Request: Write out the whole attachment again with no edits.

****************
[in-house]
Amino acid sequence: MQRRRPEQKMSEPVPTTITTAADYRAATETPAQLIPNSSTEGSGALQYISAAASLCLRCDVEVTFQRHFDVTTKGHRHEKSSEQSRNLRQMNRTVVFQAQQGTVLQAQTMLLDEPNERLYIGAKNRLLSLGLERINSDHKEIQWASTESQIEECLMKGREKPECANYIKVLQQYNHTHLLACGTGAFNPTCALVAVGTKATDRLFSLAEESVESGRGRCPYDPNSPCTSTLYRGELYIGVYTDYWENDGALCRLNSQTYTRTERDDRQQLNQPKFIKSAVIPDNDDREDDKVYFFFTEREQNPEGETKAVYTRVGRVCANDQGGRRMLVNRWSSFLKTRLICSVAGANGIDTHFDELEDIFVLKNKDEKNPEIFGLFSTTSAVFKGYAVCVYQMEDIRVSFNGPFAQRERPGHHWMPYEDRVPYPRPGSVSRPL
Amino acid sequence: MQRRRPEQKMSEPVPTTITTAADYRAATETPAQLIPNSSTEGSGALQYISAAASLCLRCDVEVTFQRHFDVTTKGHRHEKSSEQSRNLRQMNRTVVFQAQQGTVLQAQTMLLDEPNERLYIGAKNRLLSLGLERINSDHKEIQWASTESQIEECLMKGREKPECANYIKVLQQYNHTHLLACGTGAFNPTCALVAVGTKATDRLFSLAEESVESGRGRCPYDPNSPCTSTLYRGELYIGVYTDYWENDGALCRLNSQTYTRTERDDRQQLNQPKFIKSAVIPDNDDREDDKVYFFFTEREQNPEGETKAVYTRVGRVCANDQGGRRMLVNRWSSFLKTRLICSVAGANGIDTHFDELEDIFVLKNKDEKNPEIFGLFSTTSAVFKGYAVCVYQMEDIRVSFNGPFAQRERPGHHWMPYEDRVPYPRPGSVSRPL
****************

[in-house]
Amino acid sequence: MQRRRPEQKMSEPVPTTITTAADYRAATETPAQLIPNSSTEGSGALQYISAAASLCLRCDVEVTFQRHFDVTTKGHRHEKSSEQSRNLRQMNRTVVFQAQQGTVLQAQTMLLDEPNERLYIGAKNRLLSLGLERINSDHKEIQWASTESQIEECLMKGREKPECANYIKVLQQYNHTHLLACGTGAFNPTCALVAVGTKATDRLFSLAEESVESGRGRCPYDPNSPCTSTLYRGELYIGVYTDYWENDGALCRLNSQTYTRTERDDRQQLNQPKFIKSAVIPDNDDREDDKVYFFFTEREQNPEGETKAVYTRVGRVCANDQGGRRMLVNRWSSFLKTRLICSVAGANGIDTHFDELEDIFVLKNKDEKNPEIFGLFSTTSAVFKGYAVCVYQMEDIRVSFNGPFAQRERPGHHWMPYEDRVPYPRPGSVSRPL
Amino acid sequence: MQRRRPEQKMSEPVPTTITTAADYRAATETPAQLIPNSSTEGSGALQYISAAASLCLRCDVEVTFQRHFDVTTKGHRHEKSSEQSRNLRQMNRTVVFQAQQGTVLQAQTMLLDEPNERLYIGAKNRLLSLGLERINSDHKEIQWASTESQIEECLMKGREKPECANYIKVLQQYNHTHLLACGTGAFNPTCALVAVGTKATDRLFSLAEESVESGRGRCPYDPNSPCTSTLYRGELYIGVYTDYWENDGALCRLNSQTYTRTERDDRQQLNQPKFIKSAVIPDNDDREDDKVYFFFTEREQNPEGETKAVYTRVGRVCANDQGGRRMLVNRWSSFLKTRLICSVAGANGIDTHFDELEDIFVLKNKDEKNPEIFGLFSTTSAVFKGYAVCVYQMEDIRVSFNGPFAQRERPGHHWMPYEDRVPYPRPGSVSRPL